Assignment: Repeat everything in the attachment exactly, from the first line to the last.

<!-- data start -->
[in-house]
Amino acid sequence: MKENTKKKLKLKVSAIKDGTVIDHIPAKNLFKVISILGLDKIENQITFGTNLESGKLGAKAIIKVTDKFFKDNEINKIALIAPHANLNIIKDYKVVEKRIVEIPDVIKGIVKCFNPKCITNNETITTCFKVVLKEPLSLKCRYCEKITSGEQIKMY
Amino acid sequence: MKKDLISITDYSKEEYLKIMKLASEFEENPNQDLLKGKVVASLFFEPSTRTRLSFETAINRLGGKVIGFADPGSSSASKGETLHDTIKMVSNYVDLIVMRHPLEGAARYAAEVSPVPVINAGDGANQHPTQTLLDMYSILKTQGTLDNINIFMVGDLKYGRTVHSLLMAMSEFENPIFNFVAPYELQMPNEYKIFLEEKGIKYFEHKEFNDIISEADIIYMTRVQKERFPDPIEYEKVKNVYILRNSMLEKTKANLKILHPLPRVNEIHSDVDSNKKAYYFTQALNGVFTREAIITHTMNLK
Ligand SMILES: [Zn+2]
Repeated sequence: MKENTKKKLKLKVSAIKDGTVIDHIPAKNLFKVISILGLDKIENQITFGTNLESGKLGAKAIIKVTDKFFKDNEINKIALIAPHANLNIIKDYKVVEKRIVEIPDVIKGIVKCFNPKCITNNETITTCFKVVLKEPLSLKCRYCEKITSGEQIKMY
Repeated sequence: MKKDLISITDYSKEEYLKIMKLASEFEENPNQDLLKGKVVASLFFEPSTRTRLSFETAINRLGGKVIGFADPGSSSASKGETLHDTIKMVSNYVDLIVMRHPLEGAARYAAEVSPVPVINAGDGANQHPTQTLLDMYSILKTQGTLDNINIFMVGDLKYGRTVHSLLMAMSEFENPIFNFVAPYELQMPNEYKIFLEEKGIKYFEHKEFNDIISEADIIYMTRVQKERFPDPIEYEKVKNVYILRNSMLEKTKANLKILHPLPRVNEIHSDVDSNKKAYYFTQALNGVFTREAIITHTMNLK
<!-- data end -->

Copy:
[in-house]
Amino acid sequence: MKENTKKKLKLKVSAIKDGTVIDHIPAKNLFKVISILGLDKIENQITFGTNLESGKLGAKAIIKVTDKFFKDNEINKIALIAPHANLNIIKDYKVVEKRIVEIPDVIKGIVKCFNPKCITNNETITTCFKVVLKEPLSLKCRYCEKITSGEQIKMY
Amino acid sequence: MKKDLISITDYSKEEYLKIMKLASEFEENPNQDLLKGKVVASLFFEPSTRTRLSFETAINRLGGKVIGFADPGSSSASKGETLHDTIKMVSNYVDLIVMRHPLEGAARYAAEVSPVPVINAGDGANQHPTQTLLDMYSILKTQGTLDNINIFMVGDLKYGRTVHSLLMAMSEFENPIFNFVAPYELQMPNEYKIFLEEKGIKYFEHKEFNDIISEADIIYMTRVQKERFPDPIEYEKVKNVYILRNSMLEKTKANLKILHPLPRVNEIHSDVDSNKKAYYFTQALNGVFTREAIITHTMNLK
Ligand SMILES: [Zn+2]
Repeated sequence: MKENTKKKLKLKVSAIKDGTVIDHIPAKNLFKVISILGLDKIENQITFGTNLESGKLGAKAIIKVTDKFFKDNEINKIALIAPHANLNIIKDYKVVEKRIVEIPDVIKGIVKCFNPKCITNNETITTCFKVVLKEPLSLKCRYCEKITSGEQIKMY
Repeated sequence: MKKDLISITDYSKEEYLKIMKLASEFEENPNQDLLKGKVVASLFFEPSTRTRLSFETAINRLGGKVIGFADPGSSSASKGETLHDTIKMVSNYVDLIVMRHPLEGAARYAAEVSPVPVINAGDGANQHPTQTLLDMYSILKTQGTLDNINIFMVGDLKYGRTVHSLLMAMSEFENPIFNFVAPYELQMPNEYKIFLEEKGIKYFEHKEFNDIISEADIIYMTRVQKERFPDPIEYEKVKNVYILRNSMLEKTKANLKILHPLPRVNEIHSDVDSNKKAYYFTQALNGVFTREAIITHTMNLK